Packaged snacks are getting a lot of attention from big, branded players. So Frito-Lay, with its Lays, Cheetos, Kurkure, Lehar, Uncle Chipps and Quaker Oats snack brands is seeing some pretty concentrated competition from ITC’s Bingo! with its 16 flavours, Britannia’s 50-50 Chutkule, and Amul’s Munch Time.
ITC spotted the opportunity six months ago and launched Bingo!. Britannia, which test marketed both the new 50-50 snacks eight-nine months ago in Hyderabad, is rolling them out nationally. Amul is taking its time with Munch Time. R.S. Sodhi, general manager, marketing, GCMMF, states, “As of now, there are no intentions to go for a national rollout.”
The decision of big players such as Britannia and ITC to get into branded snacks makes sense, considering the market size. Ravi Naware divisional chief executive, ITC Foods, says, “The branded snacks segment is worth Rs 2,000 crore and growing at a healthy 25-to-30 per cent.” Branded snacks is a part of the larger category of the ready-to-eat market, which Neeraj Chandra, VP, marketing, sales & innovation, Britannia, pegs at Rs 7,000 crore. “This large category has shown double digit growth, amongst the highest for any large FMCG sector.”
Another reason why more big players may want to enter the segment is the predominance of unorganised players. Nikhil Vora, an FMCG analyst with SSKI Securities, says, “The share of the unorganised players is over 50 per cent.” So there is enough opportunity in the market for more branded players.
The drivers for the segment’s growth are changing lifestyles, with more consumption-on-the-go. Chandra says, “Changing consumer demographics (young, higher disposable income, experimentation, urbanisation), further fuelled by a greater awareness of health and nutrition on the one hand and more hedonism on the other, is rapidly enlarging the opportunity. The consumption overdrive, anchored by the frugal heritage of the Indian consumer, is exploding growth for relevant and differentiated propositions that, however, must be offered at the right price value.”
Frito-Lay is market leader in branded packaged snacks. Deepika Warrier, VP marketing, Frito-Lay India, says, “The company operates 38 distribution centers that serve over 2,500 active stockists, reaching approximately one million retail outlets that in turn makes the products available at an arm’s length.” The other big players also have strong distribution clout. Bingo is available in five lakh shops across 280 markets in India.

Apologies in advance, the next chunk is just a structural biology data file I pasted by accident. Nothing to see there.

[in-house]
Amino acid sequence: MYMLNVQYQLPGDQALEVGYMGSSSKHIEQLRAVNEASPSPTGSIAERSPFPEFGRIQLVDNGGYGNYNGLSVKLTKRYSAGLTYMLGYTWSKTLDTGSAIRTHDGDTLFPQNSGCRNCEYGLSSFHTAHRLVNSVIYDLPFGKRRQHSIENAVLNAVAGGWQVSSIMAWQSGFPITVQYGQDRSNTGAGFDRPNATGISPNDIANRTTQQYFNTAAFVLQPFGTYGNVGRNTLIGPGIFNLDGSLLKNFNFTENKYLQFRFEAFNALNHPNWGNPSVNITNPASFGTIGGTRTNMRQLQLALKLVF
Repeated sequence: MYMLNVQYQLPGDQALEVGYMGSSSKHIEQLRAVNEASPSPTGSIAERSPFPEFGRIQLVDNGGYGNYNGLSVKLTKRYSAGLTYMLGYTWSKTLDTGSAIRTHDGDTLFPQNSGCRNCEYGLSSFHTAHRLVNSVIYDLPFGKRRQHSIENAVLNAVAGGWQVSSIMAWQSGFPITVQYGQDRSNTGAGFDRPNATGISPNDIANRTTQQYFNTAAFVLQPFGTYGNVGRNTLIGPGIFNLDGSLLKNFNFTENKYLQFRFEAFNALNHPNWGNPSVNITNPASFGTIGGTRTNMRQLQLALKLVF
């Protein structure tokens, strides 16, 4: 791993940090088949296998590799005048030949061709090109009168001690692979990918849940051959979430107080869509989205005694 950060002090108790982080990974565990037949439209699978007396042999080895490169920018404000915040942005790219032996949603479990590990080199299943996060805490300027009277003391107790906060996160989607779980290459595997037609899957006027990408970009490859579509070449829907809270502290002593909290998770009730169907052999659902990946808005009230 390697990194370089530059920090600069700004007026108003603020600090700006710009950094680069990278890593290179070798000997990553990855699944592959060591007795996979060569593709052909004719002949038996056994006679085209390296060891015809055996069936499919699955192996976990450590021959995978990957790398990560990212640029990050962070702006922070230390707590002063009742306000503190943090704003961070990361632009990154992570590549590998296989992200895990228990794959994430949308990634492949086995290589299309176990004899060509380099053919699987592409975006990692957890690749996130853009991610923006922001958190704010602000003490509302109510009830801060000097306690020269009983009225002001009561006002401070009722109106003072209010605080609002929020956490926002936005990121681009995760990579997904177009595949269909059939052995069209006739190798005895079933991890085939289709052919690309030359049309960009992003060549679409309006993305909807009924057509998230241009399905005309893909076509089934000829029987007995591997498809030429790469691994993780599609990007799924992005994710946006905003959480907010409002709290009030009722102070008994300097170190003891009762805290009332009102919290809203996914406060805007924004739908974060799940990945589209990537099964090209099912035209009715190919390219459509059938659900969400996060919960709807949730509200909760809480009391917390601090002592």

Warrier still maintains Frito-Lay’s leadership position when she says, “Convenience food is the most rapidly growing segment and our success has obviously attracted other players. This helps grow the category and provide consumer confidence via increased choices.”
ITC, with its deep pockets, has already grabbed a 15-16 per cent market share. At the time of Bingo’s launch, Naware had said that the company will invest Rs 150 crore in a period of two years. It is eyeing a 25 per cent market share of the organised packaged snacks market in a period of four-five years.
For Britannia, the foray is more of a natural extension for a dominant player in the snacks segment to benefit from opportunities in other formats. Chandra says, “Biscuits are a part of the large macro snacking space, which has a diverse set of product forms, both branded and unbranded. Our brands are not limited by their format and would also seek out opportunities influenced by adjacent spaces such as snacking. Our approach to such opportunities will be rooted in strong differentiation and leveraging our strengths.”
Reliable sources say that Britannia’s adspends on its snack may be between Rs 5 and Rs 10 crore annually. McCann Erickson has bagged the 50-50 Chutkule account. Naware says, “Now that the brand has registered and brand acceptance is confirmed, we will focus on strengthening our distribution muscle while the communication will address Bingo!’s variety, attractive proposition and taste attributes” ITC has also come up with bingeonbingo.com, a social networking site to promote the entire Bingo range. Naware insists that the platform is quite sticky and that it has made more consumers taste the product.
So get ready to see a lot of crunchy ads on TV as the growing competition will only grow the branded packaged snacks market, feel most industry players and analysts.